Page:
He's a sure first-ballot Hall of Famer and the NHL's biggest crank. Brett Hull, the Dallas Stars' new wing, admits that his celebrated mouth is as big as Texas, and he acknowledges that by last July, when he had reached the bitter end of his 10-year career with the St. Louis Blues, "I was portrayed as some sort of monster, a coach killer, a guy who shoots from the hip."
Were those descriptions correct?
"Well," Hull says with a smirk, "I am a pain in the ass. I give other guys crap. I'm a yapper. They say they want the truth, and then they say, 'How can he say that?' I think, Well, it's the truth, isn't it? So what's the big deal?"
He's sitting on a bench in the Dallas locker room as he talks, and by the way he folds his hands in his lap like a schoolboy there's no reason to suspect that Hull is telling you anything but the truth. Still, he knows that some of those words he so freely tosses out are verbal hand grenades and that on occasion he has lobbed one into his team's bunker. "That's why I came to Dallas a few weeks before training camp, just to skate with the guys, become a familiar face," Hull says. "I bet a lot of guys here have heard stories about me and were wondering, What the hell kind of guy is he? What kind of tornado is coming in? Ask them."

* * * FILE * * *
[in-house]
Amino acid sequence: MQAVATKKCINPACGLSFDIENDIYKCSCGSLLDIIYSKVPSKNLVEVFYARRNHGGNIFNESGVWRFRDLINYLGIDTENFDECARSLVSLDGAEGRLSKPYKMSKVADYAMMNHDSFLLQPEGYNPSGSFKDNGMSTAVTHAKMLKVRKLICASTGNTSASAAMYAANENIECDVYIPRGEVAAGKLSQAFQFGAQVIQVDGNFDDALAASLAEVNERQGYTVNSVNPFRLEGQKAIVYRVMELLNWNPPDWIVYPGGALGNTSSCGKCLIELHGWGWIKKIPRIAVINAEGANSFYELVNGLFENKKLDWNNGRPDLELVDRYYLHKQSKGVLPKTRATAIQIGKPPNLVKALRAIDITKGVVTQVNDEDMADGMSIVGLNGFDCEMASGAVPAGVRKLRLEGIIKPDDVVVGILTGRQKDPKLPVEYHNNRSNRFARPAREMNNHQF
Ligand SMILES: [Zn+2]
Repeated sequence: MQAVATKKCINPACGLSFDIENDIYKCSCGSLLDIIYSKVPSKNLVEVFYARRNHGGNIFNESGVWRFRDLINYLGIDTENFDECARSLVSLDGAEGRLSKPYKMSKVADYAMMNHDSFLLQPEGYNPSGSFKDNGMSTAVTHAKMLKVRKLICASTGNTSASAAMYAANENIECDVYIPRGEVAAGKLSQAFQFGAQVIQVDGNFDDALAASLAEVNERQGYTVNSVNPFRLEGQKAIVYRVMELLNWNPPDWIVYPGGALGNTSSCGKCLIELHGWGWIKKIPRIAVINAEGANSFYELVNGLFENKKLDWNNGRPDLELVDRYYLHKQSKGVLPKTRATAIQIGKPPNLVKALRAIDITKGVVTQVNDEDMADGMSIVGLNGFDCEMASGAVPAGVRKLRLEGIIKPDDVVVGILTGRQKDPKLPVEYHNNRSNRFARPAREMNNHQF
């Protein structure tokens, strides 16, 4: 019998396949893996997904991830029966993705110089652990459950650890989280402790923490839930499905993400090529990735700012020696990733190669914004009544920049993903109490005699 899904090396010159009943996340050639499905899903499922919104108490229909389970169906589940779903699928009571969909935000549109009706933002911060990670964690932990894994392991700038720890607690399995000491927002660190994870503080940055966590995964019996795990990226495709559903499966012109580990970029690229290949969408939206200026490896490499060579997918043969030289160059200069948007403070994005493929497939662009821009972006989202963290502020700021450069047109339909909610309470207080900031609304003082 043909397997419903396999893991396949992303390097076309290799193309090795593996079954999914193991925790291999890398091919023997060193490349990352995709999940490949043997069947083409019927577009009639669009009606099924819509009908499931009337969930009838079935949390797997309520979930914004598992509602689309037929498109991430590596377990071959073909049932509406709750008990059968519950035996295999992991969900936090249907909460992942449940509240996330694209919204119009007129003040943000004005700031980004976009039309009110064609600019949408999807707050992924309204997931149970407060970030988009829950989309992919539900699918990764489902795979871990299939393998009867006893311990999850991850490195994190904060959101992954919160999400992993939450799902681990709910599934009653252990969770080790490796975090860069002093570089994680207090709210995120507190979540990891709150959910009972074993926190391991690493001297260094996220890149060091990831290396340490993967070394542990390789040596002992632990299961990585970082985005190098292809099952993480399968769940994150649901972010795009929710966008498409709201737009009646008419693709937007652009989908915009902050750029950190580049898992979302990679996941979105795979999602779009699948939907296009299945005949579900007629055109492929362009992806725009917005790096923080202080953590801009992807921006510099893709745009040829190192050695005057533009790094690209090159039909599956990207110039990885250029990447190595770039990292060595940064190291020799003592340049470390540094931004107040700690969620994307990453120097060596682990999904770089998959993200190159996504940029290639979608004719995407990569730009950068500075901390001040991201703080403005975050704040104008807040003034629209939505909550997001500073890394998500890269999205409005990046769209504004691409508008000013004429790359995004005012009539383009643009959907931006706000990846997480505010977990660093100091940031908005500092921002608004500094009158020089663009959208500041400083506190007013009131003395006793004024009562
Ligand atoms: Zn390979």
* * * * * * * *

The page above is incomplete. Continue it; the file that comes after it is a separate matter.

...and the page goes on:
"Was I worried?" says Dallas captain Derian Hatcher when pressed about Hull's reputation. "Well...." Long pause. "Yeah."
The Stars had the NHL's best regular-season record last season (49-22-11), but in the Western Conference finals they fell in six games to the defending Stanley Cup champion Detroit Red Wings. So Dallas gambled on the high-scoring Hull, hoping he would be the missing piece in its puzzle, signing the 34-year-old unrestricted free agent to a three-year, $17.5 million deal that included the no-trade clause he was demanding. Says one NHL player, "If Hull scores 15 goals the first month, who'll be able to make him backcheck or keep his mouth shut?"
Many of Hull's salvos are delivered with a swaggering, almost roguish air. He never settles for a tepid word when a caustic one comes to mind. To him, something isn't just disappointing, it's stupid, ridiculous, pathetic. People who make him unhappy aren't irritating, they're morons, idiots, jerks. When Wayne Gretzky played 31 games with the Blues at the end of the 1995-96 season, he told Hull, "You say all the things I wish I could say."
"What the hell, I never plan it," Hull says. "I'm an emotional guy."
Says Hull's wife, Allison, "It's not just to teammates. Some days he'll look at me and say, 'God, that's an ugly dress.' "
Ugly might be an appropriate word to describe Hull's relationship with Iron Mike Keenan, who was the Blues' coach from July 1994 until December '96. During an October 1995 game Hull barked at Blues goalie Grant Fuhr because Fuhr had given away the puck, then after the match Hull and Keenan got into a heated argument over Hull's comments. That prompted Keenan to strip Hull of his captaincy, telling reporters, "It's nothing personal." Hull retorted, "The hell it's not."